Photographic technology of the 20th century has shaped the FHL holdings. Traditional chemically processed film came in a linear strip forcing records to be copied in a fixed sequence. The costs were relatively high, an incentive to use all of each film roll, breaking away from the archival arrangement of records in the process.
So, the Family History Library is a strange hybrid based on old technology, and its offspring, the International Genealogical Index (IGI, on microfilm and later online) and FamilySearch databases reflect that history. The ease of access of these resources is commendable, but it has influenced the thinking of many genealogists and family historians spreading widespread misconceptions of research processes.
The processes leading to the microfilm and online resources relevant to the birth of an ancestor born in the early 1800s in England might look like this:
Note that the FHL catalogue records film details, with varying quality of provenance information. Note also only some microfilms have been indexed and incorporated into the FamilySearch databases.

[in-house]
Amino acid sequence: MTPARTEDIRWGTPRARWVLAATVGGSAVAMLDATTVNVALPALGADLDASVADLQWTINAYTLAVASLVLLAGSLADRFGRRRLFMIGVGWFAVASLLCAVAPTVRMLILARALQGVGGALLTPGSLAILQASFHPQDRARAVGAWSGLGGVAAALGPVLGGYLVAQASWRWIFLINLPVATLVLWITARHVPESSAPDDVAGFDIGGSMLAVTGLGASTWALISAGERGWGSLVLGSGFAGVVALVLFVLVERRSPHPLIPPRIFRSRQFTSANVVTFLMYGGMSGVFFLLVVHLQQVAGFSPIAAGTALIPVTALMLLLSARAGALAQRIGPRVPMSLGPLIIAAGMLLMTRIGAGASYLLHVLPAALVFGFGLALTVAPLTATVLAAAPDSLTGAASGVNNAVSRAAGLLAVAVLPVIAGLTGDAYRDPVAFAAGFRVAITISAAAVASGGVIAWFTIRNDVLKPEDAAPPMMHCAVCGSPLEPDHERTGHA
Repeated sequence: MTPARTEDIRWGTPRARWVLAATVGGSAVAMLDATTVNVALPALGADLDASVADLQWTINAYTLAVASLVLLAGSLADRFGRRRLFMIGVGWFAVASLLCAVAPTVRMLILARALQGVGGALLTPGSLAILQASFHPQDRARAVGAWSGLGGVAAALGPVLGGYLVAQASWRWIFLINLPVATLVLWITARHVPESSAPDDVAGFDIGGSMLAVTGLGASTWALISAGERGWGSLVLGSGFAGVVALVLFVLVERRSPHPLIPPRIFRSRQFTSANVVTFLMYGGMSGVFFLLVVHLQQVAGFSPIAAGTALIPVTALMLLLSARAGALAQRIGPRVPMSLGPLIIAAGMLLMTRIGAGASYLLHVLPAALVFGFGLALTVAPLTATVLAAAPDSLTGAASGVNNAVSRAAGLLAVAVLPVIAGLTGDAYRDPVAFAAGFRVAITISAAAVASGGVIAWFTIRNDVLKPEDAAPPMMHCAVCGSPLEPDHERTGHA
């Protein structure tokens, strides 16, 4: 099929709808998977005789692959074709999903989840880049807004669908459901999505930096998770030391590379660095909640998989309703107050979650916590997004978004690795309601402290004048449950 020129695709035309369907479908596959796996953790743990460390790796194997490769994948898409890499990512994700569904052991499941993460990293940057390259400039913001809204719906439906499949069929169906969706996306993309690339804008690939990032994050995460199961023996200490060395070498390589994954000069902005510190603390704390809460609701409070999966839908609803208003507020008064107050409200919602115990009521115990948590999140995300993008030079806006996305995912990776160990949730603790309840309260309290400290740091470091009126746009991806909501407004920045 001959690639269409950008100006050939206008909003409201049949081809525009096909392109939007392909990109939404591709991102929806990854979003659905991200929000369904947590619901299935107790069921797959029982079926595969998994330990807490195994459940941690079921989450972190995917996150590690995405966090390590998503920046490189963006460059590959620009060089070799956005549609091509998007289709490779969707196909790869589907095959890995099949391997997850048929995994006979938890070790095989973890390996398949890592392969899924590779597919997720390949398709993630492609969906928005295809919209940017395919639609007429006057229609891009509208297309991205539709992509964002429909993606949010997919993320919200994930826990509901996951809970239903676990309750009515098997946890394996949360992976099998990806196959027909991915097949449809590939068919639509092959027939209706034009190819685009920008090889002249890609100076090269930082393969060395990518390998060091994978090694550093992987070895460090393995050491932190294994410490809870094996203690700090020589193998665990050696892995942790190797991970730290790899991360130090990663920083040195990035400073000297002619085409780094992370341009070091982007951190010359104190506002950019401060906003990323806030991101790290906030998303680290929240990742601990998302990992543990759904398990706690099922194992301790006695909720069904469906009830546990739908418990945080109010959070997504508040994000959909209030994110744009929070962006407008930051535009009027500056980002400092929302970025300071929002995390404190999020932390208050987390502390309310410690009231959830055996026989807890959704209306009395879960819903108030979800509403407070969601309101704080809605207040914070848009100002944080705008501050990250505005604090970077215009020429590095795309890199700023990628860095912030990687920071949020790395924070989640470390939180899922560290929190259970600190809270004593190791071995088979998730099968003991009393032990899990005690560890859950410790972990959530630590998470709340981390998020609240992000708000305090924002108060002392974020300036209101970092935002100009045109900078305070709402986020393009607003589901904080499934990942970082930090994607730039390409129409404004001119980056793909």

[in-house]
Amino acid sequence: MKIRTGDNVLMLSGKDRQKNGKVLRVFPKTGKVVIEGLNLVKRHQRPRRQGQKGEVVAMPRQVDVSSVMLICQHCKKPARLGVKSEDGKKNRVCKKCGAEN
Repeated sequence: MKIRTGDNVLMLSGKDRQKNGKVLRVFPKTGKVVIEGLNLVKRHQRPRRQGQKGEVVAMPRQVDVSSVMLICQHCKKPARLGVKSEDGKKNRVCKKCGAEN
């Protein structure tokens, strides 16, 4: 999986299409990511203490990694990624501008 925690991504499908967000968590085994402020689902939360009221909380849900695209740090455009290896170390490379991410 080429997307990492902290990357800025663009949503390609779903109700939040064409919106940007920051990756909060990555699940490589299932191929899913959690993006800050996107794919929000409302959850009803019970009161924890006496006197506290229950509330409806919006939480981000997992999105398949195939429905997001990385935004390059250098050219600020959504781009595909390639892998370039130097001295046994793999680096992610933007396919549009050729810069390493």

An archival catalogue is the most important product of the processes performed by archivists in managing the collections in their care. At risk of making Myrt cry again, I repeat my message from the hangout-on-air:
The archival catalogue is a foundation of research. Without it, records cannot be found, and without the information it contains, the nature, relevance, provenance and quality of records cannot be assessed.
In the course of our research, we each build a personal collection. So, I recommend building a catalogue as explained in Provenance of a Personal Collection – Archival Accession, Arrangement and Description. The Community Archives and Heritage Group gives helpful guidance for small archives. Genealogists need a user-friendly cataloguing tool that integrates with all the other software we use.